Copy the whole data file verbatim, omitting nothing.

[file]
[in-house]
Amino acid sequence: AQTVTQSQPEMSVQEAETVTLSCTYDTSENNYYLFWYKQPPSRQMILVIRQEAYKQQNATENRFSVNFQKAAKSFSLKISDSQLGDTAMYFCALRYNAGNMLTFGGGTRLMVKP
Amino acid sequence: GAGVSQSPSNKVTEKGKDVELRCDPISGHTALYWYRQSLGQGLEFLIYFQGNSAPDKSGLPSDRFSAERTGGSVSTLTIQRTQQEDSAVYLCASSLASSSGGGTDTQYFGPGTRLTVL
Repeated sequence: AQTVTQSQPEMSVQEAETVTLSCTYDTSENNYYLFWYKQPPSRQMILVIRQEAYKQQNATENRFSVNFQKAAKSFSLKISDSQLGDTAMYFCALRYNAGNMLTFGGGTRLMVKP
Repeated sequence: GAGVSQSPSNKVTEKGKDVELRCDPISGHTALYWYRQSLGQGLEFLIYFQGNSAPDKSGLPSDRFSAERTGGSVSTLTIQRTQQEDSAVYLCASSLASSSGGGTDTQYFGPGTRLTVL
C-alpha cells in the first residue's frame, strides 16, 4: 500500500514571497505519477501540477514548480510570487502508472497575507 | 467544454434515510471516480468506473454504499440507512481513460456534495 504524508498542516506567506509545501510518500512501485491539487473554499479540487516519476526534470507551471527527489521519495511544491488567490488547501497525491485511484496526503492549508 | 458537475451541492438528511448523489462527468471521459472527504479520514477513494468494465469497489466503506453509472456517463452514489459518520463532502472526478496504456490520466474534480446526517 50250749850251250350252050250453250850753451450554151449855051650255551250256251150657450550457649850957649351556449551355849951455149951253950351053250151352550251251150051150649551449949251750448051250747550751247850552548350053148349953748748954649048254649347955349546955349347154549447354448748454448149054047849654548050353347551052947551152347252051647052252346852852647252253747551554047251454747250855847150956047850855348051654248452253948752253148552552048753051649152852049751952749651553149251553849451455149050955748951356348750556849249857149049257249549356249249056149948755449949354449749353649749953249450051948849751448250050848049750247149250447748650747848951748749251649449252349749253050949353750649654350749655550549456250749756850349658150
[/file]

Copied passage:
[in-house]
Amino acid sequence: AQTVTQSQPEMSVQEAETVTLSCTYDTSENNYYLFWYKQPPSRQMILVIRQEAYKQQNATENRFSVNFQKAAKSFSLKISDSQLGDTAMYFCALRYNAGNMLTFGGGTRLMVKP
Amino acid sequence: GAGVSQSPSNKVTEKGKDVELRCDPISGHTALYWYRQSLGQGLEFLIYFQGNSAPDKSGLPSDRFSAERTGGSVSTLTIQRTQQEDSAVYLCASSLASSSGGGTDTQYFGPGTRLTVL
Repeated sequence: AQTVTQSQPEMSVQEAETVTLSCTYDTSENNYYLFWYKQPPSRQMILVIRQEAYKQQNATENRFSVNFQKAAKSFSLKISDSQLGDTAMYFCALRYNAGNMLTFGGGTRLMVKP
Repeated sequence: GAGVSQSPSNKVTEKGKDVELRCDPISGHTALYWYRQSLGQGLEFLIYFQGNSAPDKSGLPSDRFSAERTGGSVSTLTIQRTQQEDSAVYLCASSLASSSGGGTDTQYFGPGTRLTVL
C-alpha cells in the first residue's frame, strides 16, 4: 500500500514571497505519477501540477514548480510570487502508472497575507 | 467544454434515510471516480468506473454504499440507512481513460456534495 504524508498542516506567506509545501510518500512501485491539487473554499479540487516519476526534470507551471527527489521519495511544491488567490488547501497525491485511484496526503492549508 | 458537475451541492438528511448523489462527468471521459472527504479520514477513494468494465469497489466503506453509472456517463452514489459518520463532502472526478496504456490520466474534480446526517 50250749850251250350252050250453250850753451450554151449855051650255551250256251150657450550457649850957649351556449551355849951455149951253950351053250151352550251251150051150649551449949251750448051250747550751247850552548350053148349953748748954649048254649347955349546955349347154549447354448748454448149054047849654548050353347551052947551152347252051647052252346852852647252253747551554047251454747250855847150956047850855348051654248452253948752253148552552048753051649152852049751952749651553149251553849451455149050955748951356348750556849249857149049257249549356249249056149948755449949354449749353649749953249450051948849751448250050848049750247149250447748650747848951748749251649449252349749253050949353750649654350749655550549456250749756850349658150